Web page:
Homeland Security says states and cities still not ready for catastrophes
By LARA JAKES JORDAN
Associated Press Writer
WASHINGTON- Cities and states remain unprepared for catastrophes, a new Homeland Security Department analysis concludes, despite threats of terrorism, hurricanes and pandemic flu.
Most of the 131 emergency response plans reviewed by the department still fail to designate a clear chain of command during disasters, the analysis found. It also described weaknesses in planning for evacuations as "an area of profound concern."
"The majority of the nation's current emergency operations plans and planning processes cannot be characterized as fully adequate, feasible, or acceptable to manage catastrophic events," the concluded the review, obtained Thursday evening by The Associated Press.
President Bush ordered the review of state and city emergency plans in a speech in New Orleans last Sept. 15, weeks after Hurricane Katrina ravaged the city. It analyzes response and evacuation procedures for all 50 states, the nation's 75 largest cities and six U.S. territories.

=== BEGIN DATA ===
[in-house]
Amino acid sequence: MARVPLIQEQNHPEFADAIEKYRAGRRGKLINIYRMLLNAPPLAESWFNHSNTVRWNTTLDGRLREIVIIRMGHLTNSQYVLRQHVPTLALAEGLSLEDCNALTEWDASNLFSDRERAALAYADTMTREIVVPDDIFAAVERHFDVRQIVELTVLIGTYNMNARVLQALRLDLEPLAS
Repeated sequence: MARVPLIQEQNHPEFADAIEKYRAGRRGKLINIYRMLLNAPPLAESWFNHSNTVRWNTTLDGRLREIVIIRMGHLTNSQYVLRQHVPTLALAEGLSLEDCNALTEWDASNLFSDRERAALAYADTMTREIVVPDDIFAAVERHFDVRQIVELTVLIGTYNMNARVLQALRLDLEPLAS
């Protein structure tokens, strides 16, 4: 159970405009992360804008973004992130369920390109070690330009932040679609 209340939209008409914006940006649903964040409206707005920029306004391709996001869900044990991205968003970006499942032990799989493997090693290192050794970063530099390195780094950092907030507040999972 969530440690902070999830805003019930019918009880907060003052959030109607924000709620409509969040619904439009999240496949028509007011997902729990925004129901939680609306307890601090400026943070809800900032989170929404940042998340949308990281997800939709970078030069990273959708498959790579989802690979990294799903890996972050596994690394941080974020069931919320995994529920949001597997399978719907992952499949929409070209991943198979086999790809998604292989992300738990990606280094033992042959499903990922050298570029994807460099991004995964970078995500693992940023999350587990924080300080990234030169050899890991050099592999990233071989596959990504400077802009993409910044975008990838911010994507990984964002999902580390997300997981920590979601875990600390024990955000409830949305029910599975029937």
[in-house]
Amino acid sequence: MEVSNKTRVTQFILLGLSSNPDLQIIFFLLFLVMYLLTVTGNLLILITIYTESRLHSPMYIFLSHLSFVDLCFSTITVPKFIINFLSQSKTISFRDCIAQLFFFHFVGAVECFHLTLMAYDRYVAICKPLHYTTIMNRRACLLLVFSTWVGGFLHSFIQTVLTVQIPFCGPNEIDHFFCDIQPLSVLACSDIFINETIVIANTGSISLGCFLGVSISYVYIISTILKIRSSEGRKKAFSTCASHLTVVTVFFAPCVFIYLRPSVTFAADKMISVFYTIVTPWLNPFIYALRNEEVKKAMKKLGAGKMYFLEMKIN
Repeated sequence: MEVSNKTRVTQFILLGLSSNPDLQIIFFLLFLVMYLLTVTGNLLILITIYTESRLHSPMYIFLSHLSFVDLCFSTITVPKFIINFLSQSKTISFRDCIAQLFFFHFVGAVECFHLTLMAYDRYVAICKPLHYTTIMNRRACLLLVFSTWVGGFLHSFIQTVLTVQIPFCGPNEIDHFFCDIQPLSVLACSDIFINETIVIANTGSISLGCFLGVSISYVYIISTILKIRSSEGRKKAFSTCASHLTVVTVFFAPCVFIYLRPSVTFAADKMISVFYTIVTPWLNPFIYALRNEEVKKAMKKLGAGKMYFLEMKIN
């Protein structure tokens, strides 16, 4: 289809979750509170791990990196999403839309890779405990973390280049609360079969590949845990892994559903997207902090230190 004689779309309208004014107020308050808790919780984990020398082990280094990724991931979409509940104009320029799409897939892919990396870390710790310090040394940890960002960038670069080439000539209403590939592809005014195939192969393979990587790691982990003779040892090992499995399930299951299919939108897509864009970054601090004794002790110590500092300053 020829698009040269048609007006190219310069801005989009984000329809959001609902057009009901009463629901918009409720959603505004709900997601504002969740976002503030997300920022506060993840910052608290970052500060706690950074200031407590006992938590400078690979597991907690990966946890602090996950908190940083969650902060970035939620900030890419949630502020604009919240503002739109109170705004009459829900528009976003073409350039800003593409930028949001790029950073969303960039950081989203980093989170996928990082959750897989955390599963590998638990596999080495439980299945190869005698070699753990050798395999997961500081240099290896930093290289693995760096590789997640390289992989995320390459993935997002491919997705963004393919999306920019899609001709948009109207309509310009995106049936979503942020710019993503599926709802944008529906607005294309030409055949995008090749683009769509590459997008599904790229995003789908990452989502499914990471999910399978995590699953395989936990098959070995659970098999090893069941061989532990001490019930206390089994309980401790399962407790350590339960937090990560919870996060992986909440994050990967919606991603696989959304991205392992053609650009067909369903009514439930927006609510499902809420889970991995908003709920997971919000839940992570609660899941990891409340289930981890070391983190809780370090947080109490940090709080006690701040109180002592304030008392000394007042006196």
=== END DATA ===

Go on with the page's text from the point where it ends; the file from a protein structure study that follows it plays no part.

The review noted several shortcomings on the federal government's part, calling on Washington to deliver clearer guidance and up-to-date preparedness data to state and local officials. It also urged better collaboration with private businesses to help evacuate disabled people and with charities and other non-governmental services to stockpile aid for disaster victims.
It criticized the states and cities for failing to address emergency needs for sick, elderly or poor people unable to help themselves. And it found that disaster warnings and other alerts remain slow in going out to the public.
Overall, plans for major disasters are antiquated and don't link into any national system, the review found. "The current status of plans and planning gives grounds for significant national concern," it noted.